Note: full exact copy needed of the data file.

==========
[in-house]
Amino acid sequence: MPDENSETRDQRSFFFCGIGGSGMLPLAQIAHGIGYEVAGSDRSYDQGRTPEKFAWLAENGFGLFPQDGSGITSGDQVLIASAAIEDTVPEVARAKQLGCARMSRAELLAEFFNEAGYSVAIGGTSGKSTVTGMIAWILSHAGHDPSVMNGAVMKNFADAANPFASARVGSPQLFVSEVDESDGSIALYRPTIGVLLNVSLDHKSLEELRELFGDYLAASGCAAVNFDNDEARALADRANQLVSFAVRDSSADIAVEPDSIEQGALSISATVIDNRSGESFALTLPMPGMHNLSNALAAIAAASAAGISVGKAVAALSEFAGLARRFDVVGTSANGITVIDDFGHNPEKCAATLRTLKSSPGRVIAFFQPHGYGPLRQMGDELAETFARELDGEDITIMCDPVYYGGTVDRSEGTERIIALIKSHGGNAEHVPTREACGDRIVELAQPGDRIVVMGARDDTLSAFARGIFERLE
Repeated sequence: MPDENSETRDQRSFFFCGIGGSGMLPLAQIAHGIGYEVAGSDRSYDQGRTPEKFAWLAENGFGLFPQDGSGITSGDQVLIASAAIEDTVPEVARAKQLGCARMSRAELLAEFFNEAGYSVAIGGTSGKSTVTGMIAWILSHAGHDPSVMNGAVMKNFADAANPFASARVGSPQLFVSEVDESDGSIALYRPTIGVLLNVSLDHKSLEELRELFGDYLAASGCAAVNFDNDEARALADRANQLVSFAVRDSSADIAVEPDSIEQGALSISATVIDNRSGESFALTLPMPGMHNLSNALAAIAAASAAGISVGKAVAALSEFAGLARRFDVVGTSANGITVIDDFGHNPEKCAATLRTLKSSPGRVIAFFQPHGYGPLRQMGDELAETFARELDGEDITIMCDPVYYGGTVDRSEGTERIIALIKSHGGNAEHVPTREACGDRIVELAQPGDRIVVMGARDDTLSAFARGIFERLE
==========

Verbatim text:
[in-house]
Amino acid sequence: MPDENSETRDQRSFFFCGIGGSGMLPLAQIAHGIGYEVAGSDRSYDQGRTPEKFAWLAENGFGLFPQDGSGITSGDQVLIASAAIEDTVPEVARAKQLGCARMSRAELLAEFFNEAGYSVAIGGTSGKSTVTGMIAWILSHAGHDPSVMNGAVMKNFADAANPFASARVGSPQLFVSEVDESDGSIALYRPTIGVLLNVSLDHKSLEELRELFGDYLAASGCAAVNFDNDEARALADRANQLVSFAVRDSSADIAVEPDSIEQGALSISATVIDNRSGESFALTLPMPGMHNLSNALAAIAAASAAGISVGKAVAALSEFAGLARRFDVVGTSANGITVIDDFGHNPEKCAATLRTLKSSPGRVIAFFQPHGYGPLRQMGDELAETFARELDGEDITIMCDPVYYGGTVDRSEGTERIIALIKSHGGNAEHVPTREACGDRIVELAQPGDRIVVMGARDDTLSAFARGIFERLE
Repeated sequence: MPDENSETRDQRSFFFCGIGGSGMLPLAQIAHGIGYEVAGSDRSYDQGRTPEKFAWLAENGFGLFPQDGSGITSGDQVLIASAAIEDTVPEVARAKQLGCARMSRAELLAEFFNEAGYSVAIGGTSGKSTVTGMIAWILSHAGHDPSVMNGAVMKNFADAANPFASARVGSPQLFVSEVDESDGSIALYRPTIGVLLNVSLDHKSLEELRELFGDYLAASGCAAVNFDNDEARALADRANQLVSFAVRDSSADIAVEPDSIEQGALSISATVIDNRSGESFALTLPMPGMHNLSNALAAIAAASAAGISVGKAVAALSEFAGLARRFDVVGTSANGITVIDDFGHNPEKCAATLRTLKSSPGRVIAFFQPHGYGPLRQMGDELAETFARELDGEDITIMCDPVYYGGTVDRSEGTERIIALIKSHGGNAEHVPTREACGDRIVELAQPGDRIVVMGARDDTLSAFARGIFERLE